Shree Cement Ltd has agreed to buy a majority stake in the UAE-based Union Cement Company in its first takeover deal outside India.
The Indian cement maker will acquire a stake of at least 92.83% in Union Cement, it said in a stock-exchange filing.
The deal has been struck at an enterprise value of $305.24 million for 100% of Union Cement, it said.
The acquisition includes a net working capital of $59.37 million of UCC and helps increase the cement capacity from 29.3 MTPA to 33.3 MTPA for Shree Cement.
The company’s scrip gained 0.19% to close at Rs 19,511 on Thursday in a positive Mumbai market.
Union Cement Company
Union Cement Company, which is listed on Abu Dhabi Stock Exchange (ADX), has an operating clinker capacity of 3.3 MTPA and cement capacity of 4 MTPA.
UCC owns 60% equity stake in UCC Norcem which is dealing in marketing of oil-well cement produced by it.
The transaction would be completed through subsidiaries of Shree Cement in the UAE.
UCC has reported revenues of $153 million in calendar year 2016, $174 million in 2015 and $149 million in 2014. It reported an EBITDA of $34 million in 2016, $40 million in 2015 and $34 million in 2014.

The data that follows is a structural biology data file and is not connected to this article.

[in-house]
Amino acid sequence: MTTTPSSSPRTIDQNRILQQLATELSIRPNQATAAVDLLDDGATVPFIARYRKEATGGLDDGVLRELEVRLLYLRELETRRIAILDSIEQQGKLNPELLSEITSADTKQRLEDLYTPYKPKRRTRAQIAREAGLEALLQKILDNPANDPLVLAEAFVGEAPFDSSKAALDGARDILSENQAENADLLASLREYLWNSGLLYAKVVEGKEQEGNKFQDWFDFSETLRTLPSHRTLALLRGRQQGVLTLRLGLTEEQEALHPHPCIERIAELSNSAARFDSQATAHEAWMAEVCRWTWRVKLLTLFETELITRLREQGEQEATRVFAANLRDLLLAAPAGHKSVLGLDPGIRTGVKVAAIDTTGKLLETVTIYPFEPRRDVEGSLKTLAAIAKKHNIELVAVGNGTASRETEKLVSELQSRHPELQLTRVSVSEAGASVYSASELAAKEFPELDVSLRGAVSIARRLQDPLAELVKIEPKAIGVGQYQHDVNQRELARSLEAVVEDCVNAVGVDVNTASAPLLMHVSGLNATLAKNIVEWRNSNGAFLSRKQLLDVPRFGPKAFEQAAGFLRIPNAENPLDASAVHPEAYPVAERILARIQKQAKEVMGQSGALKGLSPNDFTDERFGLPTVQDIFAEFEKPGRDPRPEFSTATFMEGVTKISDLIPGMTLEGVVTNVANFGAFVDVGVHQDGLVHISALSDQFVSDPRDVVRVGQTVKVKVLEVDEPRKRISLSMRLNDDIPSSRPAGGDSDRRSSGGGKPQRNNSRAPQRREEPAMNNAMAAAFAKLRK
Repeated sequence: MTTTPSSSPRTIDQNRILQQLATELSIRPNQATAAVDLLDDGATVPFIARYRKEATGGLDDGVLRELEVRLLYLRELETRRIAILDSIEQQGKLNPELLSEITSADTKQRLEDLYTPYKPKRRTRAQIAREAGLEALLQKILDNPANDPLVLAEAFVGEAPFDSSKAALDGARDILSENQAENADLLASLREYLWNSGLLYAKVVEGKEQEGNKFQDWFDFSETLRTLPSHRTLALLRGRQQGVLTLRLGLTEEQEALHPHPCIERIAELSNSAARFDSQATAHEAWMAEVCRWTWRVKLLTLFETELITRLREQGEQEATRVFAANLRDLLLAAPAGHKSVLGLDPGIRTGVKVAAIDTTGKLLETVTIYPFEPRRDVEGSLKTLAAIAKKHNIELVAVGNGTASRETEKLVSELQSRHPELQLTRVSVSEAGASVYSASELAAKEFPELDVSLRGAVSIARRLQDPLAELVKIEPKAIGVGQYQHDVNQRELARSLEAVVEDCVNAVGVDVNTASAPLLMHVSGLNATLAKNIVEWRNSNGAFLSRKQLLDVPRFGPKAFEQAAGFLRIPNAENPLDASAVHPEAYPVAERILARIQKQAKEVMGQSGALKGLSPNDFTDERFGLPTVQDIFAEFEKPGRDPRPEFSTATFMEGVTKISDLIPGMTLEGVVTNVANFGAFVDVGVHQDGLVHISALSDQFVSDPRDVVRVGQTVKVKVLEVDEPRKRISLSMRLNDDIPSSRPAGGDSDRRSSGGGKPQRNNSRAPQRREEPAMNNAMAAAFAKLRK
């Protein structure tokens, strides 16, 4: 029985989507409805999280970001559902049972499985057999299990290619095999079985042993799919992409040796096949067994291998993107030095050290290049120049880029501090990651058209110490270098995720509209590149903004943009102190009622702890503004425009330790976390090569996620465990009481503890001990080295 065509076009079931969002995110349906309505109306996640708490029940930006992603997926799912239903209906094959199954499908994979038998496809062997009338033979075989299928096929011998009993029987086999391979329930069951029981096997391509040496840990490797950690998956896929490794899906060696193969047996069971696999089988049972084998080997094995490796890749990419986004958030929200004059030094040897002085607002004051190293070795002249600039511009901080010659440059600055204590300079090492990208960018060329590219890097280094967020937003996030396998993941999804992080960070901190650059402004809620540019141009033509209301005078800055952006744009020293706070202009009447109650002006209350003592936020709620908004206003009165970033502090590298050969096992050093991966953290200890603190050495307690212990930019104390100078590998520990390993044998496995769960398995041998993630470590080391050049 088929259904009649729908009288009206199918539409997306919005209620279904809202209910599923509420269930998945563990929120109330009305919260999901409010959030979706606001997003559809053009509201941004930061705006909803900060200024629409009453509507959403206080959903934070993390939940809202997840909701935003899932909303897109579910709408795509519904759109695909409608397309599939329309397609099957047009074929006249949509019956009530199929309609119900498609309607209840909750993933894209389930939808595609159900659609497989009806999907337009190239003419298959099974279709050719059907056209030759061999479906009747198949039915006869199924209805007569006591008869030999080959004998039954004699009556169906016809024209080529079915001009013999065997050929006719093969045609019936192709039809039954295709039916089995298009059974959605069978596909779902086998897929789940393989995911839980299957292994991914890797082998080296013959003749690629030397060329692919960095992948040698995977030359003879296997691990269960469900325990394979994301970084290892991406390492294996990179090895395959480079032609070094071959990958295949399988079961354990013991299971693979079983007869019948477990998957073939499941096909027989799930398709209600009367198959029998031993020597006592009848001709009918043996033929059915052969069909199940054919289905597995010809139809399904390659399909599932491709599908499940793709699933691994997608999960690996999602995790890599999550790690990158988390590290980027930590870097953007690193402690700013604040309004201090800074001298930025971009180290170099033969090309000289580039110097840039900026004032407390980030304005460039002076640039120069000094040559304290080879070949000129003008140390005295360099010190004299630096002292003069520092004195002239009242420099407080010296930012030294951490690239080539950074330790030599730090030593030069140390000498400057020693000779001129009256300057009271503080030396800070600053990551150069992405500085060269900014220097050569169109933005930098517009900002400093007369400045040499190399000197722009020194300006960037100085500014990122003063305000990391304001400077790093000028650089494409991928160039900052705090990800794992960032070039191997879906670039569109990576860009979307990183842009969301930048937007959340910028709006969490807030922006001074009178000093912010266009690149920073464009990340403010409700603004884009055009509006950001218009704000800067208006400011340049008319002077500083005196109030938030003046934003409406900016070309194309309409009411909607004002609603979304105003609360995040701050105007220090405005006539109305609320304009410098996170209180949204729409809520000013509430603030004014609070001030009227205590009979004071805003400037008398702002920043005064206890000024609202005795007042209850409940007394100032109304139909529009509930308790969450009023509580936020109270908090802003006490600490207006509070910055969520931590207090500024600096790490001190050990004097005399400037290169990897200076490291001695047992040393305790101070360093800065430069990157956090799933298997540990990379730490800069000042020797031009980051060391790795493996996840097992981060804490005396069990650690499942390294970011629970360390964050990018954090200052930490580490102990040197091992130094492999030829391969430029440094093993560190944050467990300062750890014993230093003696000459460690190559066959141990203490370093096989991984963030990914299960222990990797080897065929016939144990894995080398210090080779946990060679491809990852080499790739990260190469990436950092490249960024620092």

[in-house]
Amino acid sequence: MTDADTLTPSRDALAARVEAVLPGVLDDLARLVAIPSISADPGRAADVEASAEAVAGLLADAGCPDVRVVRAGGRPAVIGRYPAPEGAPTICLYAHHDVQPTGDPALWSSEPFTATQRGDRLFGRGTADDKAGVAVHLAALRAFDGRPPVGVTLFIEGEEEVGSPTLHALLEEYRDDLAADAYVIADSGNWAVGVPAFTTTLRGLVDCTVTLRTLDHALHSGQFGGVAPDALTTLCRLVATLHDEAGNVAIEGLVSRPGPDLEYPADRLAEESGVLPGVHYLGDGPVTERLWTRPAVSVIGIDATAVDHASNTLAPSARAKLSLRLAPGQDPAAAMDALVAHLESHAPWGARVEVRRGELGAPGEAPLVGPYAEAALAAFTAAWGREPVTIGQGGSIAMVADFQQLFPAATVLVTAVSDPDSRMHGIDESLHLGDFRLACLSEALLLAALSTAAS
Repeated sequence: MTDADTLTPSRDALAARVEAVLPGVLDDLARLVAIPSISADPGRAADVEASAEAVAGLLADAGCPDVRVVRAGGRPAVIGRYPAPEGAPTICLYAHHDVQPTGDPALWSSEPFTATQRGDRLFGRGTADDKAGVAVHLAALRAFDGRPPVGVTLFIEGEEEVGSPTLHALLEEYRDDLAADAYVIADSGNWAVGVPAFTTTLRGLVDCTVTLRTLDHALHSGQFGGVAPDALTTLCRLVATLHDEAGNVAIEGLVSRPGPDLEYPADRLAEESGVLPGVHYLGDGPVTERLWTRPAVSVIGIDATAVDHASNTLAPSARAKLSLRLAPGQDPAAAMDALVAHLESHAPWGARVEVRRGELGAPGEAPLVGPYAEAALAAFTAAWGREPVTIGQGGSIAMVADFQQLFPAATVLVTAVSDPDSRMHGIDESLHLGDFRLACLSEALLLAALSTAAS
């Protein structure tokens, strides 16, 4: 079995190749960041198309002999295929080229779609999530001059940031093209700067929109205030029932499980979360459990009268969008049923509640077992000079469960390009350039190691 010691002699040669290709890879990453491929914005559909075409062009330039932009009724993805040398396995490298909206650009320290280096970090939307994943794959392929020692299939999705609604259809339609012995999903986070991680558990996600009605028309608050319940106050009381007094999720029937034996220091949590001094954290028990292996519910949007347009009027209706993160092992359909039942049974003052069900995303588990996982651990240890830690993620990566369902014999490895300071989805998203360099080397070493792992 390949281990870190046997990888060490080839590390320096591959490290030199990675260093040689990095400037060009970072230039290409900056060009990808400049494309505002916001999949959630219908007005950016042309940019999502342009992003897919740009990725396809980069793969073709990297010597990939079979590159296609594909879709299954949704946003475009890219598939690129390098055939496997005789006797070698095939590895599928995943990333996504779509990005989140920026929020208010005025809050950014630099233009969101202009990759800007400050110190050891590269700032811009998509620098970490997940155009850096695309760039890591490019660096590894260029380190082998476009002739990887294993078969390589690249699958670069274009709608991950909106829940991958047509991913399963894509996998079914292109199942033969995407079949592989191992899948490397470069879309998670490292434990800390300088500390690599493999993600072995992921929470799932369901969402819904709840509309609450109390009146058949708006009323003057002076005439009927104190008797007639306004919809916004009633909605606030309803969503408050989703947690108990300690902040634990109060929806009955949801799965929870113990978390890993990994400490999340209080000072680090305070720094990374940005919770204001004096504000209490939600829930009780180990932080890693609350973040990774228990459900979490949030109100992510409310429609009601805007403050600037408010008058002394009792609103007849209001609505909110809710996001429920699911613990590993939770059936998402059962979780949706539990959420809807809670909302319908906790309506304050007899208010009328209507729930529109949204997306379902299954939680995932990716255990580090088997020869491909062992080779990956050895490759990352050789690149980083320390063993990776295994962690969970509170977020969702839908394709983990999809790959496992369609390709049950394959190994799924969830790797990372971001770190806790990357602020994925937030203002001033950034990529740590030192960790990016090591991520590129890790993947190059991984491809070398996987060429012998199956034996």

Baker Tilly DHC, Standard Chartered Bank and Freshfields Bruckhaus Deringer acted as advisers to Shree Cement.
The cement sector saw a number of deals where some smaller players are getting absorbed by big peers or companies looking for scale and growth areas.
The consolidation activity also intensified after the government amended the Mines and Minerals (Development and Regulation) Act, 1957 to allow transfer of captive mining leases not granted through auction.
Last month, a distressed assets fund set up by Bain Capital and Piramal Enterprises Ltd joined hands with Dalmia Bharat Cement Ltd to bid for debt-laden Binani Cement.
In May, India’s Ambuja Cements Ltd was planning to merge with its subsidiary ACC Ltd to bring about operational efficiencies in a competitive market.
In 2016, LafargeHolcim Ltd sold Lafarge India Pvt. Ltd to Nirma Ltd for $1.4 billion (Rs 9,400 crore) including debt, in a deal that will complete the India leg of the global merger of French cement giant Lafarge and Swiss building materials group Holcim.
Other companies that have stuck large deals in the past include UltraTech Cement Ltd, Orient Cement Ltd and Birla Corp.
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